Andy Van Slyke once said, “My biggest problem in the big leagues is that I can’t figure out how to spend forty-three dollars in meal money.”
I’ll be honest. I’ve eaten cheap and used left over per diem allowances to pick up a baseball card. I’d do this anyway, but baseball cards are as good a benefit as anything else. I picked up my Andy Van Slyke refractor for less than $43. In fact, I could have bought a combo meal at a fast food restaurant or ducked into a grocery store to put away three solid meals and still had enough left over for this addition to the collection.
For another five cents I could also pick up my favorite Van Slyke card, a brightly colored card from the 1992 Triple Play set. Card #6 from this debut series shows Van Slyke as a 10-year-old Little Leaguer. As a 10-year-old myself when this card was released, it was inspiring to see another kid on a real baseball card. This wasn’t the custom generic-looking one hawked by photographers in my local league. This was an actual piece of professionally made cardboard pulled directly from a pack of cards.
Van Slyke has some offbeat interests. A man quick to make a quotable remark, he can sometimes sound like the talk radio stations that permeate the Missouri airwaves that he lived near for so long. Numerous cards have mentioned small insights into his personality, like how he likes to peruse the Federal budget (who doesn’t?). Sales taxes charged on cab rides are a pet peeve (man, it’s like we’re best friends). He has listed his favorite singer as Michael W. Smith (you do you, Andy) and his favorite book as Romans. I take a bit of umbridge at this book choice, not because it is from the Bible but because it isn’t a book in any real sense. Romans is a 15-page letter written to a church in the mid-first century AD. At best it’s a pamphlet.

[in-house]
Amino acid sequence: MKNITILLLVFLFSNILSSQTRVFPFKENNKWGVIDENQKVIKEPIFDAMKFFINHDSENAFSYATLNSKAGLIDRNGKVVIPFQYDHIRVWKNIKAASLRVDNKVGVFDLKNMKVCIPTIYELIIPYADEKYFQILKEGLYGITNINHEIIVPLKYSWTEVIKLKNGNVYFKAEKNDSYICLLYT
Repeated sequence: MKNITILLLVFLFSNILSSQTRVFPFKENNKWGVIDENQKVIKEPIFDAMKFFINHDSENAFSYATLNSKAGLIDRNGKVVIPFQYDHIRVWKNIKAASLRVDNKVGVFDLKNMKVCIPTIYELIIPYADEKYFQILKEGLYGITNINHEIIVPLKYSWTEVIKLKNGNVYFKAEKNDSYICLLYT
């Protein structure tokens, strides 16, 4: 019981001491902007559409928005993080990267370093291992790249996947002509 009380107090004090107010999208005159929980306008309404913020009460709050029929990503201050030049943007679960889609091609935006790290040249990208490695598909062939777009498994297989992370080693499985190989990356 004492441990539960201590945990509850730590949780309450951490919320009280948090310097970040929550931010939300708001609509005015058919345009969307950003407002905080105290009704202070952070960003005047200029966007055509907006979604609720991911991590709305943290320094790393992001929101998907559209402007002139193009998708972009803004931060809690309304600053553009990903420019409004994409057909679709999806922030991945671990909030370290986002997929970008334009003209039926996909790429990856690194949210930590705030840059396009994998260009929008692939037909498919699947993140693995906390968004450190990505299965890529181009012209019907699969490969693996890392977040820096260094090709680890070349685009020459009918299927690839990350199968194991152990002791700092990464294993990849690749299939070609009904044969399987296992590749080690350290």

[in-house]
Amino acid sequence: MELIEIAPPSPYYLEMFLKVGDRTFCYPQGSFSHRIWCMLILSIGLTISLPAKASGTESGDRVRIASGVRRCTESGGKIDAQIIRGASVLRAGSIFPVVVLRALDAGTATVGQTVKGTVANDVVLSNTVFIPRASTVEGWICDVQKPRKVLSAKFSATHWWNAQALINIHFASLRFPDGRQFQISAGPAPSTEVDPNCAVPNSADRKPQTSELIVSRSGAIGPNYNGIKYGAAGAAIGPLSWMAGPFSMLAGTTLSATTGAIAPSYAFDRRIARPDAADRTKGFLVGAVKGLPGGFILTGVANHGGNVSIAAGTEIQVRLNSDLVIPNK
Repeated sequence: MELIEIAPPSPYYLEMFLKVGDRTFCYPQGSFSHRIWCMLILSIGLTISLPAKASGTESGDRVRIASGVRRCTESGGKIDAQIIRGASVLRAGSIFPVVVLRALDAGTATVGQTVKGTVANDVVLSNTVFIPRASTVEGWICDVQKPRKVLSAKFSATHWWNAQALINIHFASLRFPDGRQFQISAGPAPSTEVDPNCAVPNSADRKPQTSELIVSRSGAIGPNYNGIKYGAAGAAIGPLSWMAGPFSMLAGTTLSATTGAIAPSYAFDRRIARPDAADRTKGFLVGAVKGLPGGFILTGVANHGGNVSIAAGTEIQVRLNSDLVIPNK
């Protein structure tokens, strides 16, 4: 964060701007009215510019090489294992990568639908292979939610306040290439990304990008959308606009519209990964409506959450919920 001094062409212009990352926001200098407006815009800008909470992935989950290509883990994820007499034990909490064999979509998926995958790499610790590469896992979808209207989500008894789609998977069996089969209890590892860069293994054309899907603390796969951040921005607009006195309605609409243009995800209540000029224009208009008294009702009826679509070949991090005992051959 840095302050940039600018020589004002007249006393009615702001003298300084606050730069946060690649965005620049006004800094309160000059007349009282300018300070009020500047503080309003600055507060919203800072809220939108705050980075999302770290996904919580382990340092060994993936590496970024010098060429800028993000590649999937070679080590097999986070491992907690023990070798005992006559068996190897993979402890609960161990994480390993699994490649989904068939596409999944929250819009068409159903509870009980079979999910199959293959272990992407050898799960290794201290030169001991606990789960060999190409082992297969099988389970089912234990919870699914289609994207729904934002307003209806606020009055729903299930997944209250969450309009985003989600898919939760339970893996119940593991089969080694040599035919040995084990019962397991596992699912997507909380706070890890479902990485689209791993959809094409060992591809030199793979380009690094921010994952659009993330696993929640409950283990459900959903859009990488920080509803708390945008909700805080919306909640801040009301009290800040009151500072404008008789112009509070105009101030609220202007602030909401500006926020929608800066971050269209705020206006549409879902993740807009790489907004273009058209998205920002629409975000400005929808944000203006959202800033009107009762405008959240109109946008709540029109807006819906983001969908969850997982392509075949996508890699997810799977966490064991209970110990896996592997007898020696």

Van Slyke Would Have Been Awesome in the 1970s
Looking at Andy Van Slyke’s stats, I get the feeling that he played baseball just outside of the era in which he would have been most appreciated. He put up very good numbers across multiple categories, batting a respectable .274, stealing 20+ bases, and hitting almost as many home runs per 162 games played. Defensively he was considered to be one of the better center fielders in the game. His WAR metrics show an average of over 4 wins above replacement per 162 games, a level on par with the likes of Paul Molitor and Dwight Evans.
Van Slyke was considered just such a player in the first five years or so of his career, but became overshadowed when the sport’s offensive barrage began building in the late 1980s. Van Slyke continue hitting 15-20 home runs annually but couldn’t compete with the headlines generated by guys like Mark McGwire, Ken Griffey, Jr., and teammate Barry Bonds. I have a feeling Van Slyke would have still put up similar career numbers had he played from 1974-1985 instead of 1984-1995. Still, one has to tip a cap to a solid member of the Hall of Pretty Good.
Getting a Van Slyke Refractor
This card takes me to one-third completion of the set. A minor hoard of Pittsburg Pirates players has been slowly broken up over the past couple years, freeing up extra copies of what had become a slightly challenging card to locate. I’m not entirely sure what prompted this to happen, though I have seen the same seller moving multiple Pirates refractors one at a time on eBay.